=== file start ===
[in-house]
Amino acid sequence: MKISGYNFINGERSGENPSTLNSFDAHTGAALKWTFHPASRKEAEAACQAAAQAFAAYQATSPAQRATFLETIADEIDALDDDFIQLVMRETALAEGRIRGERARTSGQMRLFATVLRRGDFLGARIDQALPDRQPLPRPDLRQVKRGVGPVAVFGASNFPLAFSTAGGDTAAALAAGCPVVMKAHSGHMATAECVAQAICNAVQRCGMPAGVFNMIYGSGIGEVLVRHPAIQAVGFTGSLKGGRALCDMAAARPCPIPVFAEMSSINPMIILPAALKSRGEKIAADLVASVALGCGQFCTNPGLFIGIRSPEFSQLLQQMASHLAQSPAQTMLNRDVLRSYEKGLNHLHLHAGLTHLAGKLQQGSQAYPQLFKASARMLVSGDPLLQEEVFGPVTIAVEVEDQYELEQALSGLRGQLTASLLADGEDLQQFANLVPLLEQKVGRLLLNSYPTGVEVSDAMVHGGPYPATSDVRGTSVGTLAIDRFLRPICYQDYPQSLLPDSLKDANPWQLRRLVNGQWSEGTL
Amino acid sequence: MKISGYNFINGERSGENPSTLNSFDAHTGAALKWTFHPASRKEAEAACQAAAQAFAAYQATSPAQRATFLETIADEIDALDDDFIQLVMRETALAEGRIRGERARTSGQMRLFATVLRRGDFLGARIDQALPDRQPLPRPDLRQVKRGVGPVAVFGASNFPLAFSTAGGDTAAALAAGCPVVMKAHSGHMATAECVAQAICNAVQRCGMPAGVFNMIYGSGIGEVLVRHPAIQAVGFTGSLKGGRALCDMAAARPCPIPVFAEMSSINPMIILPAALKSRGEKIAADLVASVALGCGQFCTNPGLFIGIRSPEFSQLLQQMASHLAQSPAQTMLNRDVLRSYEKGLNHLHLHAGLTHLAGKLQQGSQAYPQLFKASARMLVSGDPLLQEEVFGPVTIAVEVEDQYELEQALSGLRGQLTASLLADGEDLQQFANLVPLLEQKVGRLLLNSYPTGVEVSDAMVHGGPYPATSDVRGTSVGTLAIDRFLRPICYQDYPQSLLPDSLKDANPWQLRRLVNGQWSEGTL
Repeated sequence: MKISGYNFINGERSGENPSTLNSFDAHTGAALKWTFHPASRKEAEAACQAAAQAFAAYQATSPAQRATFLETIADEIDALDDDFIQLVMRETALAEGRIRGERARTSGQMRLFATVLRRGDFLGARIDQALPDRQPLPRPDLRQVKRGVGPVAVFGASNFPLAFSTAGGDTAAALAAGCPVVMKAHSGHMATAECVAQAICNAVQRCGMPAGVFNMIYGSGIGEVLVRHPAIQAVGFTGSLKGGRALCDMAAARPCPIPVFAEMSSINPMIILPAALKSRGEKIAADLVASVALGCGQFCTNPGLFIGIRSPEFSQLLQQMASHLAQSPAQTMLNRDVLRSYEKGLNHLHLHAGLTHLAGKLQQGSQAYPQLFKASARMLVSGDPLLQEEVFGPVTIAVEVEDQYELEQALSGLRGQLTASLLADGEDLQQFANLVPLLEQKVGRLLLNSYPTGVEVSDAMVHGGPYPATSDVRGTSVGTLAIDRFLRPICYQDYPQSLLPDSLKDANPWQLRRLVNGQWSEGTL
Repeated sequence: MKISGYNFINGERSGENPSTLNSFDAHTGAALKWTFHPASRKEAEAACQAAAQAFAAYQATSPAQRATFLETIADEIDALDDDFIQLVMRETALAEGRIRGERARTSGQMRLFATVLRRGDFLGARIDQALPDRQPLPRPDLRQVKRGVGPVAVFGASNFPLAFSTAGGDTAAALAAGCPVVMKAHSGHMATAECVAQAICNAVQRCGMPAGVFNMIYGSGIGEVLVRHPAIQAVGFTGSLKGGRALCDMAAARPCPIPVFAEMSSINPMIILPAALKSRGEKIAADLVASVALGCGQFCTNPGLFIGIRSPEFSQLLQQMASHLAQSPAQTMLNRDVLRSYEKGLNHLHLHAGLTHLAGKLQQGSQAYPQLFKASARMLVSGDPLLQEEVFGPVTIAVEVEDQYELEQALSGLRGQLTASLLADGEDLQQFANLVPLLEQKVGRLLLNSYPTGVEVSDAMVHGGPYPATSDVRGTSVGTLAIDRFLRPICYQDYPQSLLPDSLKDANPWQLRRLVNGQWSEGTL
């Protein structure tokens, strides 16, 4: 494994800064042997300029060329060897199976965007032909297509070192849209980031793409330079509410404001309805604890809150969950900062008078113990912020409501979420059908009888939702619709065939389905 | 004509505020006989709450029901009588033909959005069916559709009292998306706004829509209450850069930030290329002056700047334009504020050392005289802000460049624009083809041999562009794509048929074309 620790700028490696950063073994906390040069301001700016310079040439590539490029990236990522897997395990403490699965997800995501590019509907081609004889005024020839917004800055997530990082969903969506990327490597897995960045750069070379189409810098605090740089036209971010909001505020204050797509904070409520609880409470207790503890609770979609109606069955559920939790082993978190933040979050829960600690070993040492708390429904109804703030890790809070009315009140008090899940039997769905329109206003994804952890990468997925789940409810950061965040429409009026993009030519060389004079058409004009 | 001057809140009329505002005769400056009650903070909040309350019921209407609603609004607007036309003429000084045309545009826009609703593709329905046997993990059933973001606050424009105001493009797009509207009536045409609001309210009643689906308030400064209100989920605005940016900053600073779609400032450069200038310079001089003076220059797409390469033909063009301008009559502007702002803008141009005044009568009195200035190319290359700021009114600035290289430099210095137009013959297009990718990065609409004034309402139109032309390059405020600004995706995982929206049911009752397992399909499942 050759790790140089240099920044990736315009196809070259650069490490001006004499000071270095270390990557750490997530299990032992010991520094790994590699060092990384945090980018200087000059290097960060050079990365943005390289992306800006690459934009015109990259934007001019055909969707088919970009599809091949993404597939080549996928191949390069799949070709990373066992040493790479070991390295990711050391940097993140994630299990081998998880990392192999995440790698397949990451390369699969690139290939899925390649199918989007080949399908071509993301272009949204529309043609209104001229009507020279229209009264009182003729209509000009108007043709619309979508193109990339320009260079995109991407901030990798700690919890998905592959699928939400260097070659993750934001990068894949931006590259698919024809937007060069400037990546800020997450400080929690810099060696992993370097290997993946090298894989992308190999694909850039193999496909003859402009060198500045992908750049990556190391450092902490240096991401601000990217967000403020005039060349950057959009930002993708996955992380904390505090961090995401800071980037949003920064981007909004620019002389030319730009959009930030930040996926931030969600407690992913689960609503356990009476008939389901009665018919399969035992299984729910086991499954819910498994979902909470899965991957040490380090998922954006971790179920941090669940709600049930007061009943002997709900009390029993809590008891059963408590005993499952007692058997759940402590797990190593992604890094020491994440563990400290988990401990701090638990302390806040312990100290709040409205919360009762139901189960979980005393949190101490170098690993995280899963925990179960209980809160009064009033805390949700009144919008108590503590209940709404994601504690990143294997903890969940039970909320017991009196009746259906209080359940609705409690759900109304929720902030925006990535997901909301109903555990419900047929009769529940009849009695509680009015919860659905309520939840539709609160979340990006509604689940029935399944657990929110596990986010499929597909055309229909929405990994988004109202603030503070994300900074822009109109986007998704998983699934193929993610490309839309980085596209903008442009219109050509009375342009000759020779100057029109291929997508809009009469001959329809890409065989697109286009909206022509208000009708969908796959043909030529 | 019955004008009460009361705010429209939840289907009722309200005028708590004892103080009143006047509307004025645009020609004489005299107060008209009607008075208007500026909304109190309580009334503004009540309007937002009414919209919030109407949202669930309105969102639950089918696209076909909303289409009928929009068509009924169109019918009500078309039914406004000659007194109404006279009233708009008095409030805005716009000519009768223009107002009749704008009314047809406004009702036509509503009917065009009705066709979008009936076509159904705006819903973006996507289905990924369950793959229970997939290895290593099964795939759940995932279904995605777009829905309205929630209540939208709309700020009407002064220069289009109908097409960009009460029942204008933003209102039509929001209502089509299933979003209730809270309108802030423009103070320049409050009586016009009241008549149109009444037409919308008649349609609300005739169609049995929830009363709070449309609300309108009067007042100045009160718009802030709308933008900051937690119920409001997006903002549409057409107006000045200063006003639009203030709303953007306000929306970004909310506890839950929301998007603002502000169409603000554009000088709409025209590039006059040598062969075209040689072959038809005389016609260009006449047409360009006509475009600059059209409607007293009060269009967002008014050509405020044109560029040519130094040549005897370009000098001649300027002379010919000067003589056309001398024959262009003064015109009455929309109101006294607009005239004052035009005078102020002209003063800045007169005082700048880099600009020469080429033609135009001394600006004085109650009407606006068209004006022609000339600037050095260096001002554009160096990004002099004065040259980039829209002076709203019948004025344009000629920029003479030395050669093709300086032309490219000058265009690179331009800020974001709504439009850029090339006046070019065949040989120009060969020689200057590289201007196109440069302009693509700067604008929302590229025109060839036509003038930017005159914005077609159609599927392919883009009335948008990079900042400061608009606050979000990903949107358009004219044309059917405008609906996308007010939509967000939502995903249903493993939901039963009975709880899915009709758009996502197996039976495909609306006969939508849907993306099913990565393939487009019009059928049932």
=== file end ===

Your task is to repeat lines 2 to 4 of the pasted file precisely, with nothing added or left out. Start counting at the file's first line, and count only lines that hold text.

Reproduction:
Amino acid sequence: MKISGYNFINGERSGENPSTLNSFDAHTGAALKWTFHPASRKEAEAACQAAAQAFAAYQATSPAQRATFLETIADEIDALDDDFIQLVMRETALAEGRIRGERARTSGQMRLFATVLRRGDFLGARIDQALPDRQPLPRPDLRQVKRGVGPVAVFGASNFPLAFSTAGGDTAAALAAGCPVVMKAHSGHMATAECVAQAICNAVQRCGMPAGVFNMIYGSGIGEVLVRHPAIQAVGFTGSLKGGRALCDMAAARPCPIPVFAEMSSINPMIILPAALKSRGEKIAADLVASVALGCGQFCTNPGLFIGIRSPEFSQLLQQMASHLAQSPAQTMLNRDVLRSYEKGLNHLHLHAGLTHLAGKLQQGSQAYPQLFKASARMLVSGDPLLQEEVFGPVTIAVEVEDQYELEQALSGLRGQLTASLLADGEDLQQFANLVPLLEQKVGRLLLNSYPTGVEVSDAMVHGGPYPATSDVRGTSVGTLAIDRFLRPICYQDYPQSLLPDSLKDANPWQLRRLVNGQWSEGTL
Amino acid sequence: MKISGYNFINGERSGENPSTLNSFDAHTGAALKWTFHPASRKEAEAACQAAAQAFAAYQATSPAQRATFLETIADEIDALDDDFIQLVMRETALAEGRIRGERARTSGQMRLFATVLRRGDFLGARIDQALPDRQPLPRPDLRQVKRGVGPVAVFGASNFPLAFSTAGGDTAAALAAGCPVVMKAHSGHMATAECVAQAICNAVQRCGMPAGVFNMIYGSGIGEVLVRHPAIQAVGFTGSLKGGRALCDMAAARPCPIPVFAEMSSINPMIILPAALKSRGEKIAADLVASVALGCGQFCTNPGLFIGIRSPEFSQLLQQMASHLAQSPAQTMLNRDVLRSYEKGLNHLHLHAGLTHLAGKLQQGSQAYPQLFKASARMLVSGDPLLQEEVFGPVTIAVEVEDQYELEQALSGLRGQLTASLLADGEDLQQFANLVPLLEQKVGRLLLNSYPTGVEVSDAMVHGGPYPATSDVRGTSVGTLAIDRFLRPICYQDYPQSLLPDSLKDANPWQLRRLVNGQWSEGTL
Repeated sequence: MKISGYNFINGERSGENPSTLNSFDAHTGAALKWTFHPASRKEAEAACQAAAQAFAAYQATSPAQRATFLETIADEIDALDDDFIQLVMRETALAEGRIRGERARTSGQMRLFATVLRRGDFLGARIDQALPDRQPLPRPDLRQVKRGVGPVAVFGASNFPLAFSTAGGDTAAALAAGCPVVMKAHSGHMATAECVAQAICNAVQRCGMPAGVFNMIYGSGIGEVLVRHPAIQAVGFTGSLKGGRALCDMAAARPCPIPVFAEMSSINPMIILPAALKSRGEKIAADLVASVALGCGQFCTNPGLFIGIRSPEFSQLLQQMASHLAQSPAQTMLNRDVLRSYEKGLNHLHLHAGLTHLAGKLQQGSQAYPQLFKASARMLVSGDPLLQEEVFGPVTIAVEVEDQYELEQALSGLRGQLTASLLADGEDLQQFANLVPLLEQKVGRLLLNSYPTGVEVSDAMVHGGPYPATSDVRGTSVGTLAIDRFLRPICYQDYPQSLLPDSLKDANPWQLRRLVNGQWSEGTL